MAMMOTH HOT SPRINGS, Wyo. (KIFI/KIDK)-A 10-year study of bison migration and grazing in Yellowstone National Park confirm the animals shape vegetation cycles and enhance growth throughout the summer months.
Using NASA satellites scientists learned that areas grazed intensely by large groups of bison greened-up earlier, more intensely, and for longer durations each year.
Biologists from the National Park Service, U.S. Geological Suvey, and the Universities of Montana and Wyoming participated in the study.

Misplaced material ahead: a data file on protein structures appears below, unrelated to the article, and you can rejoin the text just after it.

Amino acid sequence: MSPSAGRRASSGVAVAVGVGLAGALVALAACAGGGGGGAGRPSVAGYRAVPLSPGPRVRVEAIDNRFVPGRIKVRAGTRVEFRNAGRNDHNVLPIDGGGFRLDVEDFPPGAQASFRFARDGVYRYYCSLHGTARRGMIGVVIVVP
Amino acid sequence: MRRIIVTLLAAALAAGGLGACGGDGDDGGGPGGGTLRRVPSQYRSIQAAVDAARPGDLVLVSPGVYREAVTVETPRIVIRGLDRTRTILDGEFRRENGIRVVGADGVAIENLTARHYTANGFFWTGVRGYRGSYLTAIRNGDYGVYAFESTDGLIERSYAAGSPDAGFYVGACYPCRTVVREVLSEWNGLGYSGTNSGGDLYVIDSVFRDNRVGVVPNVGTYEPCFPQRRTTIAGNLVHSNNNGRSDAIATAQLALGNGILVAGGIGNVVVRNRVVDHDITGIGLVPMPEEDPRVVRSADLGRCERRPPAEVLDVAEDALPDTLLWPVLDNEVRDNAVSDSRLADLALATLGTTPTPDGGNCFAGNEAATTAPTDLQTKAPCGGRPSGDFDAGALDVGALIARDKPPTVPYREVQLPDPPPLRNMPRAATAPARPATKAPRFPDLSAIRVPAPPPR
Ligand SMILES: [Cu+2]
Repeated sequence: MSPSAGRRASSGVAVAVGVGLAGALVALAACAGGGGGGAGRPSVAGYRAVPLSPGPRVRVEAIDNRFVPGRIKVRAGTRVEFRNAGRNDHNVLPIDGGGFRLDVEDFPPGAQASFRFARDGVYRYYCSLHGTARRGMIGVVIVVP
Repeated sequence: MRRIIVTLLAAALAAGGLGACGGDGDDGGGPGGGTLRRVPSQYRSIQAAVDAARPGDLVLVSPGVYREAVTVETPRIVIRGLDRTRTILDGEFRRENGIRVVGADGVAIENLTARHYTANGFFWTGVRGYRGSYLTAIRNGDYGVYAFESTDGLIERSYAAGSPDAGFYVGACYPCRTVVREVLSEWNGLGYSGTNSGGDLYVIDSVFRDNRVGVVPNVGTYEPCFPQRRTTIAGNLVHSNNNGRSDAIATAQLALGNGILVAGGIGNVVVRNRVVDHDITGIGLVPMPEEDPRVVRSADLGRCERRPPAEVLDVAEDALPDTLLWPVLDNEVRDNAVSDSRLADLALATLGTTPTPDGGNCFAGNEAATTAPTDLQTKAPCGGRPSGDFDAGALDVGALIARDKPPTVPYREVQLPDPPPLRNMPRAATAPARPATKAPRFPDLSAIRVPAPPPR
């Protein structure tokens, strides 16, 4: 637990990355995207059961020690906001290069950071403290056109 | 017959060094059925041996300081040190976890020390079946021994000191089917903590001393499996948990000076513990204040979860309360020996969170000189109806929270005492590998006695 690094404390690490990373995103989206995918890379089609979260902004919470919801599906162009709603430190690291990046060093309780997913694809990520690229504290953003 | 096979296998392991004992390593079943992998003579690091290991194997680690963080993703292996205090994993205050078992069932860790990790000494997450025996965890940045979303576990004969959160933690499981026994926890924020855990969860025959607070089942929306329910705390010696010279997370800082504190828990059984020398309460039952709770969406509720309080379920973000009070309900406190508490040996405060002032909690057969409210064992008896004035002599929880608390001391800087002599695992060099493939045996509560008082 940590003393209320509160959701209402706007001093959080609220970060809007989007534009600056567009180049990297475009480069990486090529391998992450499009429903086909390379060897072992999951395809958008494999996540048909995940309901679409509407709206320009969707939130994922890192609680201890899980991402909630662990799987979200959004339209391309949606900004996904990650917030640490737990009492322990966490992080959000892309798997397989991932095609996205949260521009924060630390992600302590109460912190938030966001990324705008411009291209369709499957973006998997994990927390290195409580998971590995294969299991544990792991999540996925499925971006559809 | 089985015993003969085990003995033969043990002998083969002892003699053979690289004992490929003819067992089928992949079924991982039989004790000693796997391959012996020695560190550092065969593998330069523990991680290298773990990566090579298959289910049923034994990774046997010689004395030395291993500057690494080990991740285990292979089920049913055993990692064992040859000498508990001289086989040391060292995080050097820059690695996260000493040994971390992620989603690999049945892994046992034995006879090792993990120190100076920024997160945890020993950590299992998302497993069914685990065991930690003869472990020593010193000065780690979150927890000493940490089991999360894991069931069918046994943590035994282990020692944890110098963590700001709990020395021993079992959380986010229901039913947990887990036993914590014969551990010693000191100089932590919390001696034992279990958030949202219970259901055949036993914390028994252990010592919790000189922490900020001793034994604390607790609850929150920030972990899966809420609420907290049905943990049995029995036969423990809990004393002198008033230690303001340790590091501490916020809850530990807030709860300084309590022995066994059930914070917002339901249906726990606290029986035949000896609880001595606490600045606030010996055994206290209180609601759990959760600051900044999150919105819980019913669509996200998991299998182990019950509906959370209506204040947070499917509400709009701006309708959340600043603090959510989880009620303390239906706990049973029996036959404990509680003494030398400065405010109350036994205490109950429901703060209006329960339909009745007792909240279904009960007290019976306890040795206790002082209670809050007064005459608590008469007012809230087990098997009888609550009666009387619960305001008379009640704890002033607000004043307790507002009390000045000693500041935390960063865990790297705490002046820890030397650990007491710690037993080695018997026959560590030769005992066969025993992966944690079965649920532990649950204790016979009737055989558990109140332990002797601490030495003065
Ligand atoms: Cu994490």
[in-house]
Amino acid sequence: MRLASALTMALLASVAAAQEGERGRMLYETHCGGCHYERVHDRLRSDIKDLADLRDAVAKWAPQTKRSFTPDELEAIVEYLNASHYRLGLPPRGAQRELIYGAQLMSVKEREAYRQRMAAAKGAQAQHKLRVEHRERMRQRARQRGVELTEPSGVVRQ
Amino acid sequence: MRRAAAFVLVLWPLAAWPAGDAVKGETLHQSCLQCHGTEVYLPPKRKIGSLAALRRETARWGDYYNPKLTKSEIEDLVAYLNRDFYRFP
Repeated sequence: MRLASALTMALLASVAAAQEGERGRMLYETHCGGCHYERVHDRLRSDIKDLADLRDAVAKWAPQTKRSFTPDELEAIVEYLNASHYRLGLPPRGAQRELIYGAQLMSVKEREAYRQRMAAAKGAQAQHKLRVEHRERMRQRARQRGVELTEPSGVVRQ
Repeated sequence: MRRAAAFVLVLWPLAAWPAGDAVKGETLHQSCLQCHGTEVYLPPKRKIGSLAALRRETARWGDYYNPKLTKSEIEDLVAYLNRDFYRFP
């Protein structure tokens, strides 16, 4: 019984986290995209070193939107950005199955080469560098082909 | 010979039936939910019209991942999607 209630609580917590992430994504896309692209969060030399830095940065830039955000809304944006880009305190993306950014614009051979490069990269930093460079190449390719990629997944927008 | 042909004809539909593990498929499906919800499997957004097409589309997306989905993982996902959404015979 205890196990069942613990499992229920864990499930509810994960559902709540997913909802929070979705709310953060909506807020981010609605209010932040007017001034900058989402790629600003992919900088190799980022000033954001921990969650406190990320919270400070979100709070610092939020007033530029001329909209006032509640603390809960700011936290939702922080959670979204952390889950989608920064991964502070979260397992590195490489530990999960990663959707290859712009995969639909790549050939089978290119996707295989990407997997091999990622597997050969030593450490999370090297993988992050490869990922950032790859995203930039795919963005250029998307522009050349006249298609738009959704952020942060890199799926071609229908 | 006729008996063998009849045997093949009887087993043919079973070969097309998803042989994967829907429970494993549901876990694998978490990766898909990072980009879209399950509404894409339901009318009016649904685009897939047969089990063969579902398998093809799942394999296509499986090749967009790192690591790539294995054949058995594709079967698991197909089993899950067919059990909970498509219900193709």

The research also found thyat bison migrations follow spring green-up, but their intense grazing lets them fall behind the wave of spring.
"Whereas migratory mule deer closely choreograph their movements so they are in synchronization with the flush of fresh green grass as it moves up the mountain, bison movements are not so constrained. They make their own fresh grass by grazing intensely in large aggregations," said Dr. Chris Geremia, lead author of the study and senior bison biologist at Yellowstone National Park. That finding sets bison apart from other North American ungulates.
The Yellowstone bison population is one of the only free-ranging populations in North America. Animals migrate more than 60 miles in the park.